New Year's day of 2021 was the last day of Montana's pheasant season. I could not have the season end without one more outing. My dog's and I pushed a shelterbelt on a final drive, as we approached the corner we flushed a rooster. As is often the case with these wiley late season roosters he put the trees of the shelter belt between himself and I, but I shot through an opening and hit him, not hard enough to drop him, but enough to put him into a glide that took him 600 yards into a stubble field. My girl Boo marked him down and off she went. It was a tremendous mark. When she got to the fall, the chase was on, but she came back with the bird. It was a proud moment for both of us. You want a dog that can go long.
People who detract from retriever field trials and argue they are irrelevant to hunting, also argue that the detailed training required for field trials is not applicable to producing an adequate "meat" dog. My only comment is be careful of shortcuts. I have seen many dogs whose only training was going hunting. Retrievers for the most part are intelligent and capable, especially given the genetic package that comes from a well thought out breeding of talented parents. However, those who have a higher standard of training and a higher expectation of performance level should not be criticized for that.
A few years ago I was guiding a couple of men from Arizona for waterfowl in Alberta. Each of those men had dogs who were AKC Master Hunters, one was a Chesapeake and the other a yellow Lab. One day we set up on the shore of a big lake. From the dogs perspective you could not see the other side, it was like looking out into the ocean. When the first flight of birds came in , they dumped two or three right in the decoys. The dogs just sat there even when given the command to retrieve. The hunters tried everything to get their dogs to go but to no avail. They couldn't figure out what was wrong. I could. Those dogs had never been exposed to such an expansive body of water. Where they came from they were used to working river channels and small ponds and this was intimidating for them. We finally got them convinced that it was alright and pretty soon they were going like they'd been doing it all their lives.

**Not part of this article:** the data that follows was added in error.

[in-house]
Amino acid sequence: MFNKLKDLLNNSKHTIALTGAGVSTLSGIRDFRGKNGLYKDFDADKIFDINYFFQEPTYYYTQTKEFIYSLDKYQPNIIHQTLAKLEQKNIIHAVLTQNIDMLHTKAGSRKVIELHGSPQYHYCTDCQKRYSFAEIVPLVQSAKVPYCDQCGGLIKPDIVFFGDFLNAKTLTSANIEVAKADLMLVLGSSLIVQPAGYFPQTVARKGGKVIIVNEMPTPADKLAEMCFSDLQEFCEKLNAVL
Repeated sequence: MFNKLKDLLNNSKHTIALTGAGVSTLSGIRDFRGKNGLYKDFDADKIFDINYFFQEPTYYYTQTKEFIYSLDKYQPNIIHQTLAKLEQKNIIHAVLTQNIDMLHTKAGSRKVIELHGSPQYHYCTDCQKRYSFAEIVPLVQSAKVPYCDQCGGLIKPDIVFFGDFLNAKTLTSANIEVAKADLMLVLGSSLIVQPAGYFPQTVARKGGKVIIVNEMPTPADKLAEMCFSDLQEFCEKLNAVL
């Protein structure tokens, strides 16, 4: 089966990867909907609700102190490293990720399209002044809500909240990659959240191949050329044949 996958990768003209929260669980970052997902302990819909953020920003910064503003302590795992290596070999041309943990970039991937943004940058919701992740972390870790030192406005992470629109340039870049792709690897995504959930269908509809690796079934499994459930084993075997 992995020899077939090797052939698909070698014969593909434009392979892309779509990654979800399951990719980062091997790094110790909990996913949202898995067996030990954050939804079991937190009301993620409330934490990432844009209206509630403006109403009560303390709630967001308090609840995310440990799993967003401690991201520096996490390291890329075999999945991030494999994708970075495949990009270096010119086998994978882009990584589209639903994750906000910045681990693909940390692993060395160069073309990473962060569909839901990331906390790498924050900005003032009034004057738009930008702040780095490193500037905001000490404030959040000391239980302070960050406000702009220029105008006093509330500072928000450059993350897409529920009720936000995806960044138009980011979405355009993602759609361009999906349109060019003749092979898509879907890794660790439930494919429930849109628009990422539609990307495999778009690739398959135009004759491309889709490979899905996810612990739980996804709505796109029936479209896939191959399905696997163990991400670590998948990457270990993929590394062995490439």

Dogs, like people are creatures of habit and form habits very easily. Those who choose to pursue retriever field trials are constantly striving for balance in their training routines and invest a huge amount to that end. The assistance of professional trainers in often sought to aid with this process. Successful field trial retrievers possess a regimen of concepts and habits that set them apart from other canine athletes. I believe that most are more that qualified for a day in the field and more than deserving of it. They certainly should not be criticized for their overachievement and in reality should be applauded for it.
Perhaps the real debate regarding retriever field trials and hunting is more about the mechanics of field trials than about the dogs themselves or the training methodology to help a dog become competitive. That as they say is a point for future discussion.